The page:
Interpretation plays, of course, a very different role in Nietzsche’s thought. This is most evident from the provocative formula that “there are no moral phenomena at all, only a moral interpretation of phenomena…” The aphorism is crucial to understanding Nietzsche’s genealogical enterprise, but one must admit that it is not without difficulties. These arise from its distinction between phenomena and their moral interpretation, a distinction Nietzsche appears to question elsewhere when he objects bluntly to a positivism that takes phenomena to be basic facts with the words: “No, facts, is precisely what there is not, only interpretations.” And in another passage he writes: “There are no facts, everything is in flux, incomprehensible, elusive; what is relatively most enduring is – our opinions,” and, thus, presumably our interpretations. One might argue, of course, that in denying moral phenomena and allowing only moral interpretations of phenomena Nietzsche does not mean to separate phenomena from their moral interpretation, that he is saying only that the sphere of the moral is a sphere of interpretation. But this is not quite correct. In The Genealogy of Morals his account of punishment, for instance, clearly distinguishes between the practices that enter into our system of punishment and our varying moral interpretation of them. The correct reading is, rather, that Nietzsche known of different kinds of interpretation. This allows him to distinguish between (historical, social) phenomena, on the one hand, and their moral interpretation, on the other. The phenomena of which his aphorism speaks are then not identifiable as un-interpreted, bare facts of the kind the positivist postulates; they present themselves to us, rather, as, interpreted, but not yet as interpreted in moral terms. There are for Nietzsche, in other words, different layers or strata of interpretation and their distinction is crucial in genealogical inquiry.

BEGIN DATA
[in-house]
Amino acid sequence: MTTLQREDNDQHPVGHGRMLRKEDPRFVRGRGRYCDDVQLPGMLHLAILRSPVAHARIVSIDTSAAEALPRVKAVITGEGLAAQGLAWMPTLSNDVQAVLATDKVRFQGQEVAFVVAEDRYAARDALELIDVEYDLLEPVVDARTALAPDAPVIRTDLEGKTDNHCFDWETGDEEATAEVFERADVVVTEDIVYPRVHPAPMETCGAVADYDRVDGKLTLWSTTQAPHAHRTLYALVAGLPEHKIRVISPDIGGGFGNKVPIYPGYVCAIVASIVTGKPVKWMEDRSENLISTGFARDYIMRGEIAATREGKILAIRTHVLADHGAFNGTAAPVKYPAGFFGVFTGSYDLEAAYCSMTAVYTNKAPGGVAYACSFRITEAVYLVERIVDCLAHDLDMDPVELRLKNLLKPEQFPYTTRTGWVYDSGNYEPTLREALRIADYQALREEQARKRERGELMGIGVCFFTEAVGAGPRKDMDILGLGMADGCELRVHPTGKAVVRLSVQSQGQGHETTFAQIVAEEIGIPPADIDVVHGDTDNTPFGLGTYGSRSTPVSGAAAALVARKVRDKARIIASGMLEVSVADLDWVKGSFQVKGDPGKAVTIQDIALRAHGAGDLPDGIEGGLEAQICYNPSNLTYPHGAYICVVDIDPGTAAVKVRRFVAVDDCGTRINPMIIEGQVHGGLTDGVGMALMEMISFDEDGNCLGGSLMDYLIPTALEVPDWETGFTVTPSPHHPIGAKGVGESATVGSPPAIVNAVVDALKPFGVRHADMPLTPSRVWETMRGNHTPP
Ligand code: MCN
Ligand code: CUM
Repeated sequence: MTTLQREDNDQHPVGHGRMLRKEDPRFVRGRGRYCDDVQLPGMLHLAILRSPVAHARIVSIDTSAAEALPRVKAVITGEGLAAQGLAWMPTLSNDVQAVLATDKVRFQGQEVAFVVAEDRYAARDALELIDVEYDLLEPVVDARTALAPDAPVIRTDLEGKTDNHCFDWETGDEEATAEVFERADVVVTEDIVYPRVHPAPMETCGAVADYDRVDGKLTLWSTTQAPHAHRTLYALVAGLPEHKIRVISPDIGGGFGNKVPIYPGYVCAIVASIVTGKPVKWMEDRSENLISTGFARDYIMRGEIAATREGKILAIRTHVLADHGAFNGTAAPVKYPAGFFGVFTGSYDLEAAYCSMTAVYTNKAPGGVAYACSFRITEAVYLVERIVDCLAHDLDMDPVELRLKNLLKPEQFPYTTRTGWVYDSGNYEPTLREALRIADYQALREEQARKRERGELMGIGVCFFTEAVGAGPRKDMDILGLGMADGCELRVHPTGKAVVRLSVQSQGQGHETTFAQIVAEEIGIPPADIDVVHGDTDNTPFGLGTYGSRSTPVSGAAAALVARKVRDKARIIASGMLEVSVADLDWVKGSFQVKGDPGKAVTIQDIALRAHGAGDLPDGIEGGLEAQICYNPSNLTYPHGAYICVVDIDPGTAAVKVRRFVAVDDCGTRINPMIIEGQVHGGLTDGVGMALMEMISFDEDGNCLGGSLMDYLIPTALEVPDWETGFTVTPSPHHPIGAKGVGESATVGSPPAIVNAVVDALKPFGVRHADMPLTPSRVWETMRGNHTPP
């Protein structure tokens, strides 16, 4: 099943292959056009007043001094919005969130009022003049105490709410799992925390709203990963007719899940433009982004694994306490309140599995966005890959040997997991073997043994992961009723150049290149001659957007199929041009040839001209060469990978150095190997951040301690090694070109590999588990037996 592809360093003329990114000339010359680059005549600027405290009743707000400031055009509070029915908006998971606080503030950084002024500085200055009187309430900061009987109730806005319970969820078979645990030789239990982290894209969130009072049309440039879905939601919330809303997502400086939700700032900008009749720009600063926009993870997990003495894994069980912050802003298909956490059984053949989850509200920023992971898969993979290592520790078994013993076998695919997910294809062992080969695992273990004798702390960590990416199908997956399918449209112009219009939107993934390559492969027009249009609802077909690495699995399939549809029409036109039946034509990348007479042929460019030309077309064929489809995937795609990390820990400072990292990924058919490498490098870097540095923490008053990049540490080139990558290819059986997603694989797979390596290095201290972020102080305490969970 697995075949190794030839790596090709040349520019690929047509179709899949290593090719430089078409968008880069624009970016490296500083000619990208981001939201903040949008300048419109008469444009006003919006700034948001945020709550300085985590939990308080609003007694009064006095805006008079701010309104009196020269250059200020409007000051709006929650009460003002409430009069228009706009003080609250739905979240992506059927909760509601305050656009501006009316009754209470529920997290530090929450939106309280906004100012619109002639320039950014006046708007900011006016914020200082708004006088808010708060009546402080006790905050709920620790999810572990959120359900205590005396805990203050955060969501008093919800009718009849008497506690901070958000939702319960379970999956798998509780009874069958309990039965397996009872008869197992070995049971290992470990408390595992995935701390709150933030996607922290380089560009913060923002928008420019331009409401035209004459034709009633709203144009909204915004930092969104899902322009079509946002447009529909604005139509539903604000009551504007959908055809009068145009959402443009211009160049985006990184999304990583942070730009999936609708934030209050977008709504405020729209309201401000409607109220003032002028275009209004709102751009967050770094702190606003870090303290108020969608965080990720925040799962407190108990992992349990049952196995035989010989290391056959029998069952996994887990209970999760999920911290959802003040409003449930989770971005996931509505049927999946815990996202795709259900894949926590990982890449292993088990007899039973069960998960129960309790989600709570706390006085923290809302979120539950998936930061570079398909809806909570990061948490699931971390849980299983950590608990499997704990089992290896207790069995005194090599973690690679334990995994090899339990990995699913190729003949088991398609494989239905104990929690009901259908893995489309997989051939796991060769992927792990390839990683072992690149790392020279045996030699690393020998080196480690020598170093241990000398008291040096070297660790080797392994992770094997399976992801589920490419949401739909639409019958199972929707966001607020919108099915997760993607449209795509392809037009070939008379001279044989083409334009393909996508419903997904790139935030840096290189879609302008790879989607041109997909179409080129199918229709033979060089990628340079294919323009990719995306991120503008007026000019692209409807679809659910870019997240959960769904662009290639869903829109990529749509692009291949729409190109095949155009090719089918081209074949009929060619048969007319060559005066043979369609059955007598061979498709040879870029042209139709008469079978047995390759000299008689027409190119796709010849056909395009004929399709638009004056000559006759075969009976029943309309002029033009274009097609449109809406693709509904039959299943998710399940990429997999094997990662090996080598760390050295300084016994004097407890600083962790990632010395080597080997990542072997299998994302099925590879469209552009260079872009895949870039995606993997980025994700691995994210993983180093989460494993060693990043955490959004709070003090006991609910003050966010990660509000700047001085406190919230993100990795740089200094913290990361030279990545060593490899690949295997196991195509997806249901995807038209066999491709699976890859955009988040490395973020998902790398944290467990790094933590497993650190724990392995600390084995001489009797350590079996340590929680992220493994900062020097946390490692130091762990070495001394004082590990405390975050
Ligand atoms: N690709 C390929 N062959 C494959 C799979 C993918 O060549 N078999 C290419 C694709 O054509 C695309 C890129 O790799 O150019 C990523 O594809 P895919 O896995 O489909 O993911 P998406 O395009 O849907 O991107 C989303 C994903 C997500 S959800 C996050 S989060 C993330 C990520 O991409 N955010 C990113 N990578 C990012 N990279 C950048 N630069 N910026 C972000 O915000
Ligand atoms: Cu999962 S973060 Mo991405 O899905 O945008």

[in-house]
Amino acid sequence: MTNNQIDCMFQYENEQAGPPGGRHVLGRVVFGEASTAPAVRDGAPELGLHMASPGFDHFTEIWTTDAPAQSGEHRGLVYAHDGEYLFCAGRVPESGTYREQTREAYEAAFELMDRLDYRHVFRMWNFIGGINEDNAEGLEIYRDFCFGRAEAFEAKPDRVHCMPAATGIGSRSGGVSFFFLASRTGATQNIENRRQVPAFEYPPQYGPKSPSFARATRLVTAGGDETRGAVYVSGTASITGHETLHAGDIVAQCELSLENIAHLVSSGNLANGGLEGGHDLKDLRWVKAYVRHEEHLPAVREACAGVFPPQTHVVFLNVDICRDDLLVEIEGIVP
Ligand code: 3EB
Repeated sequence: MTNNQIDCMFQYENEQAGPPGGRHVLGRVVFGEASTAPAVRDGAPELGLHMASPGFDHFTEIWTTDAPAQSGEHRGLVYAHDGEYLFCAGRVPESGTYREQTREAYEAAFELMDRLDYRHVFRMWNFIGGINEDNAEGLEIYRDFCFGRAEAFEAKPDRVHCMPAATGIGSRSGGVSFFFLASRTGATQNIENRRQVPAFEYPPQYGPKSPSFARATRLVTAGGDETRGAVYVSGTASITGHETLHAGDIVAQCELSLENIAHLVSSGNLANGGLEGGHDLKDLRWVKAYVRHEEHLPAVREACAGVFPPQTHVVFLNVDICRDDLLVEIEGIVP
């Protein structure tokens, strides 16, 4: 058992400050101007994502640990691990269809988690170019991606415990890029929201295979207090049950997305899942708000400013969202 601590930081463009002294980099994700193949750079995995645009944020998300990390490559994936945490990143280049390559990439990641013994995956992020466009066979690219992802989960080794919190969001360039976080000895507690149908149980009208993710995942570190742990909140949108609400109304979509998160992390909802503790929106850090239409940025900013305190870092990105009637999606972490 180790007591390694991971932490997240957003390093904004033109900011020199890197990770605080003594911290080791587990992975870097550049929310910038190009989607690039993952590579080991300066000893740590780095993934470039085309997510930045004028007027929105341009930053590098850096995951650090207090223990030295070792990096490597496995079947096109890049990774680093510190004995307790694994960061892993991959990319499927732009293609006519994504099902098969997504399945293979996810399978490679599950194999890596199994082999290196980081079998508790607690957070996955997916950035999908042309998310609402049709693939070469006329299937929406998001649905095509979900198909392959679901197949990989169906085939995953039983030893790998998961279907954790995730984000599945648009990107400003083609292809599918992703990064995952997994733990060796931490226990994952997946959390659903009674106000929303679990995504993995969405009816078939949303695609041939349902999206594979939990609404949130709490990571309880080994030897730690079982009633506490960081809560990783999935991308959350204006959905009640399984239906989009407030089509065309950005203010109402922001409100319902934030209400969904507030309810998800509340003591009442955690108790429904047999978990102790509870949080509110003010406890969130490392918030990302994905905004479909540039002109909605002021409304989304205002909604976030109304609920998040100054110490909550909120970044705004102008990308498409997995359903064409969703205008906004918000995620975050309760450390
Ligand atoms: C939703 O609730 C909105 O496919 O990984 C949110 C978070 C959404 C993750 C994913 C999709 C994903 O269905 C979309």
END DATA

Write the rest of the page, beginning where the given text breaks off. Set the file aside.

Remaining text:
The formula that there are no moral phenomena at all; only a moral interpretation of phenomena is important for a number of reasons. It tells us, first of all, that the history of morals is a history of interpretation and that this history originates, in consequence, where interpretation originates, i.e., in the human sphere. If Nietzsche did not make this assumption his attempt to trace “the whole, long, hard-to-decipher hieroglyphic script of man’s moral past” would, indeed, be outlandish. According to Paul Ree and the English theorists, a comprehensive history of morals would have to include an account of the entire process of biological evolution; it would have to study the slow emergence of altruistic and egoistic drives in social animal species; and it would also have to search for the origins of sentience in animals, and for the growth of their capacity to experience pleasure and pain. But these natural, biological phenomena have no moral significance as such for Nietzsche. Nietzsche subscribes accordingly to neither an ethological nor a utilitarian ethics. He is no moral naturalist. He holds, rather, that morality appears only when the natural phenomena are subjected to moral interpretation. He writes in this spirit in The Gay Science: “The distinctive invention of the founders of religion is, first: to posit a particular kind of life and everyday customs… – and then: to bestow on this life style an interpretation that makes it appear to be illuminated by the highest values so that this life style becomes something for which one fights and under certain circumstances sacrifices one’s life.” Jesus (or, more likely, Paul) discovered the life of small people living in the Roman provinces and “he offered an exegesis, he read the highest meaning and value into it – and with this also the courage to despise every other way of life.” The origin of a religion is, in other words, always to be found in “a long festival of recognition.” The assumption that the moral resides at the level of our interpretation of the phenomena explains, furthermore, why Nietzsche’s Genealogy is so much concerned with the terms of our moral language and why he proposes an academic essay contest in furtherance of the genealogical project on the question: “What signposts does linguistics, especially the study of etymology, give to the history of the evolution of moral concepts?” It is true that he calls also for the participation of physiologists and physicians, for ethnological, psychological, and medical studies in addition to philosophical and historical ones, but even then the decisive question is for him that of a “physiological illumination and interpretation” of all tables of values. The entire Genealogy must, in fact, be read as a hermeneutics of the history of moral interpretations. The passage from master- to story of the slave-morality reveals, for instance, how the same social reality (that of relations of domination) can receive two different, and indeed opposed interpretations. The history of punishment is a long history of our interpretation of human suffering and cruelty. The analysis of asceticism has to be conducted in terms of the question what ascetic ideals might mean. They have, in fact, many historical meanings and interpretations. Nietzsche’s fundamental insight is that human beings “would rather will nothingness than not will” for the will to nothingness still provides an interpretation of the human condition whereas not to will is to give up on the whole enterprise of giving meaning to the phenomena.